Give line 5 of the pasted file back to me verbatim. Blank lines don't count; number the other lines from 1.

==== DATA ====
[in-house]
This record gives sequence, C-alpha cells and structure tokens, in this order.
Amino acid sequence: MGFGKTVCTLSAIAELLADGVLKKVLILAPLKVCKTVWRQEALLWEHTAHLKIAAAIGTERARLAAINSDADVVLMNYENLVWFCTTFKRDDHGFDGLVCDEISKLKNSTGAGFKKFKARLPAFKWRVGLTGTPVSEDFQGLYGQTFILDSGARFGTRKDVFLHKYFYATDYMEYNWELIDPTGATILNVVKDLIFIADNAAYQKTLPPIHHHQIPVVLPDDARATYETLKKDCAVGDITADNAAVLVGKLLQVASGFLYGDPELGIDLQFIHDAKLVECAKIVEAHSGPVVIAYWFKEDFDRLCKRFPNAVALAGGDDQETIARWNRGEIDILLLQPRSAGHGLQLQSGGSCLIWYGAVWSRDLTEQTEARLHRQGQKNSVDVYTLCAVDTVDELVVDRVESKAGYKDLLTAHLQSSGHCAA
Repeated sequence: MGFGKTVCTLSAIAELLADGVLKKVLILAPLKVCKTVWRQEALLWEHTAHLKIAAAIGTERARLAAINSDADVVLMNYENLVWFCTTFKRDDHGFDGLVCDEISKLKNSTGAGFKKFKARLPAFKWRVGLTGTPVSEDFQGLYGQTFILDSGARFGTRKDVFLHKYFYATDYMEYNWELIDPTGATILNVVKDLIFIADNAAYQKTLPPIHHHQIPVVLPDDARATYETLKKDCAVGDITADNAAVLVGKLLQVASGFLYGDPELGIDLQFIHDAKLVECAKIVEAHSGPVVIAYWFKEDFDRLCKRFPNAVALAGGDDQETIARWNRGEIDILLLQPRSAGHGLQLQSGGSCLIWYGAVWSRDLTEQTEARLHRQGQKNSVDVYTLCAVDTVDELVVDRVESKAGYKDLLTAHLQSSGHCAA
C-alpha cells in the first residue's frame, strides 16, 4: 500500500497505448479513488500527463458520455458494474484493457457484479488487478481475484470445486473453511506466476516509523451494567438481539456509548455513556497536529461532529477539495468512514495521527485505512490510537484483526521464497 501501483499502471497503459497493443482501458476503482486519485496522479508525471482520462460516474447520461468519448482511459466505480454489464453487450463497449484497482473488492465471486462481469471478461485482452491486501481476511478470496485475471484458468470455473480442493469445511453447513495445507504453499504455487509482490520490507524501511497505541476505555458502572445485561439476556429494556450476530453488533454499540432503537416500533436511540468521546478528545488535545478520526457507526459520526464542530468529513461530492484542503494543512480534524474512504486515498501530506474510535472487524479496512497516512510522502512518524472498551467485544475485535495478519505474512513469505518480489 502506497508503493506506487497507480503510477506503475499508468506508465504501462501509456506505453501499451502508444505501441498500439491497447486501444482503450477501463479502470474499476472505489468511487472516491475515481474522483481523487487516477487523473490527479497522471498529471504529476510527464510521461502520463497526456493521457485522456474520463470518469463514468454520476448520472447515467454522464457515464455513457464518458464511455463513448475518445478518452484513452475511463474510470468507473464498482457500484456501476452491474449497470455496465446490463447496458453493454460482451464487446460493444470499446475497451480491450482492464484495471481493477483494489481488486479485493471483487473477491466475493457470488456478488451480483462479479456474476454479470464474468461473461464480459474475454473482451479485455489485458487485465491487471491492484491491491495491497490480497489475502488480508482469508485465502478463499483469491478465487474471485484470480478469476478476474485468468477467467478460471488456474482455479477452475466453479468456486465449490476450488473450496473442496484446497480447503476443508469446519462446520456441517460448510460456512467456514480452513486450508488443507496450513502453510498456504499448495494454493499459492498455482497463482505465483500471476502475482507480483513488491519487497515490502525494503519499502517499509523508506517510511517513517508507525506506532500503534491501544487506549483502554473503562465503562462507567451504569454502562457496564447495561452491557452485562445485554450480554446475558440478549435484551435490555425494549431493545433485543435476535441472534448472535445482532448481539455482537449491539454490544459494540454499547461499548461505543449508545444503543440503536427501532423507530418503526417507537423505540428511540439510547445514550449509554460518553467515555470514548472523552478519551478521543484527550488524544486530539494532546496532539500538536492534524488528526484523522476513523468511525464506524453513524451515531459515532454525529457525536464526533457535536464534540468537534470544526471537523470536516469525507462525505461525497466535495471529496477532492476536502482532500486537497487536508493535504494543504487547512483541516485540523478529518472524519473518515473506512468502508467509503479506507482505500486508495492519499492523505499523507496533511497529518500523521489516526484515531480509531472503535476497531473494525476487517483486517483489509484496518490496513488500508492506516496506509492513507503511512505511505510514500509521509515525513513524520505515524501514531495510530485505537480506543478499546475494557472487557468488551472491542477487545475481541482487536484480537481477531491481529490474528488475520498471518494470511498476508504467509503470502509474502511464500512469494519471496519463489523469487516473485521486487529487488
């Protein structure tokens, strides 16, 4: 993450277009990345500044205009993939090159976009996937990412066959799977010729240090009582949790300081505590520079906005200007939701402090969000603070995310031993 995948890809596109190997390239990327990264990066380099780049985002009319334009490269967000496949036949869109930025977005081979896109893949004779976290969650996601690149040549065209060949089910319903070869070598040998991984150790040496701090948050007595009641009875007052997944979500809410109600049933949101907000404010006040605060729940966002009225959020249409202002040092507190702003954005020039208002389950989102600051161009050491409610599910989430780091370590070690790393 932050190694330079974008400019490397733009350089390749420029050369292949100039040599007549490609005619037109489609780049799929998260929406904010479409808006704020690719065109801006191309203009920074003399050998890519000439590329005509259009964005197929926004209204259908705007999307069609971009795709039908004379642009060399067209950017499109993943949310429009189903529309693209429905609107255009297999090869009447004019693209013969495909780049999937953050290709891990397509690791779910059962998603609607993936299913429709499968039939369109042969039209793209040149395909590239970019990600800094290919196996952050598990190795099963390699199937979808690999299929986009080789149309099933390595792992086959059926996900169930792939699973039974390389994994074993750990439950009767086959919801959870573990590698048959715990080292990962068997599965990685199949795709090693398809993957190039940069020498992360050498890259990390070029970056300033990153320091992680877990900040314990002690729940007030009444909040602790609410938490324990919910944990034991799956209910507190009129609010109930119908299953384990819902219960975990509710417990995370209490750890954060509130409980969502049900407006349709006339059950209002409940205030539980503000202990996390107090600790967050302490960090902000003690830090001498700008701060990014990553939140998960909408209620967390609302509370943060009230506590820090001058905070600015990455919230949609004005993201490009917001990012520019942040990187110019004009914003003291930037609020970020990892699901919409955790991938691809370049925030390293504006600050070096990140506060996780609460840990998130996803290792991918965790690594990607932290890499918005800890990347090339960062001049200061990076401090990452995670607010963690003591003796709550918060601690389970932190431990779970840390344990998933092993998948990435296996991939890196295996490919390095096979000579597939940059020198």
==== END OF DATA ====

C-alpha cells in the first residue's frame, strides 16, 4: 500500500497505448479513488500527463458520455458494474484493457457484479488487478481475484470445486473453511506466476516509523451494567438481539456509548455513556497536529461532529477539495468512514495521527485505512490510537484483526521464497 501501483499502471497503459497493443482501458476503482486519485496522479508525471482520462460516474447520461468519448482511459466505480454489464453487450463497449484497482473488492465471486462481469471478461485482452491486501481476511478470496485475471484458468470455473480442493469445511453447513495445507504453499504455487509482490520490507524501511497505541476505555458502572445485561439476556429494556450476530453488533454499540432503537416500533436511540468521546478528545488535545478520526457507526459520526464542530468529513461530492484542503494543512480534524474512504486515498501530506474510535472487524479496512497516512510522502512518524472498551467485544475485535495478519505474512513469505518480489 502506497508503493506506487497507480503510477506503475499508468506508465504501462501509456506505453501499451502508444505501441498500439491497447486501444482503450477501463479502470474499476472505489468511487472516491475515481474522483481523487487516477487523473490527479497522471498529471504529476510527464510521461502520463497526456493521457485522456474520463470518469463514468454520476448520472447515467454522464457515464455513457464518458464511455463513448475518445478518452484513452475511463474510470468507473464498482457500484456501476452491474449497470455496465446490463447496458453493454460482451464487446460493444470499446475497451480491450482492464484495471481493477483494489481488486479485493471483487473477491466475493457470488456478488451480483462479479456474476454479470464474468461473461464480459474475454473482451479485455489485458487485465491487471491492484491491491495491497490480497489475502488480508482469508485465502478463499483469491478465487474471485484470480478469476478476474485468468477467467478460471488456474482455479477452475466453479468456486465449490476450488473450496473442496484446497480447503476443508469446519462446520456441517460448510460456512467456514480452513486450508488443507496450513502453510498456504499448495494454493499459492498455482497463482505465483500471476502475482507480483513488491519487497515490502525494503519499502517499509523508506517510511517513517508507525506506532500503534491501544487506549483502554473503562465503562462507567451504569454502562457496564447495561452491557452485562445485554450480554446475558440478549435484551435490555425494549431493545433485543435476535441472534448472535445482532448481539455482537449491539454490544459494540454499547461499548461505543449508545444503543440503536427501532423507530418503526417507537423505540428511540439510547445514550449509554460518553467515555470514548472523552478519551478521543484527550488524544486530539494532546496532539500538536492534524488528526484523522476513523468511525464506524453513524451515531459515532454525529457525536464526533457535536464534540468537534470544526471537523470536516469525507462525505461525497466535495471529496477532492476536502482532500486537497487536508493535504494543504487547512483541516485540523478529518472524519473518515473506512468502508467509503479506507482505500486508495492519499492523505499523507496533511497529518500523521489516526484515531480509531472503535476497531473494525476487517483486517483489509484496518490496513488500508492506516496506509492513507503511512505511505510514500509521509515525513513524520505515524501514531495510530485505537480506543478499546475494557472487557468488551472491542477487545475481541482487536484480537481477531491481529490474528488475520498471518494470511498476508504467509503470502509474502511464500512469494519471496519463489523469487516473485521486487529487488